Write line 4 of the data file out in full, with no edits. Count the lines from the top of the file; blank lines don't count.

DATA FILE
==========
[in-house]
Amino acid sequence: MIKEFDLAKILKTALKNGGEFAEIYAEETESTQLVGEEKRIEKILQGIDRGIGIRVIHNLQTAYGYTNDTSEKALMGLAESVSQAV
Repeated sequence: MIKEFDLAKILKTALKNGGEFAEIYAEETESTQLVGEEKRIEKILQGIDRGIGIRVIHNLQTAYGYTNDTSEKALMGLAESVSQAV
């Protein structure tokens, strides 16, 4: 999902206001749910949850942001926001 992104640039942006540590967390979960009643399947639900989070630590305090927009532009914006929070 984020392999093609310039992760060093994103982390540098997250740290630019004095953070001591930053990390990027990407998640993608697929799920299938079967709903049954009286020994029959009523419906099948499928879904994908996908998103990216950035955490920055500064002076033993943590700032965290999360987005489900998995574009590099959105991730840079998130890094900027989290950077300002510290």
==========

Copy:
């Protein structure tokens, strides 16, 4: 999902206001749910949850942001926001 992104640039942006540590967390979960009643399947639900989070630590305090927009532009914006929070 984020392999093609310039992760060093994103982390540098997250740290630019004095953070001591930053990390990027990407998640993608697929799920299938079967709903049954009286020994029959009523419906099948499928879904994908996908998103990216950035955490920055500064002076033993943590700032965290999360987005489900998995574009590099959105991730840079998130890094900027989290950077300002510290």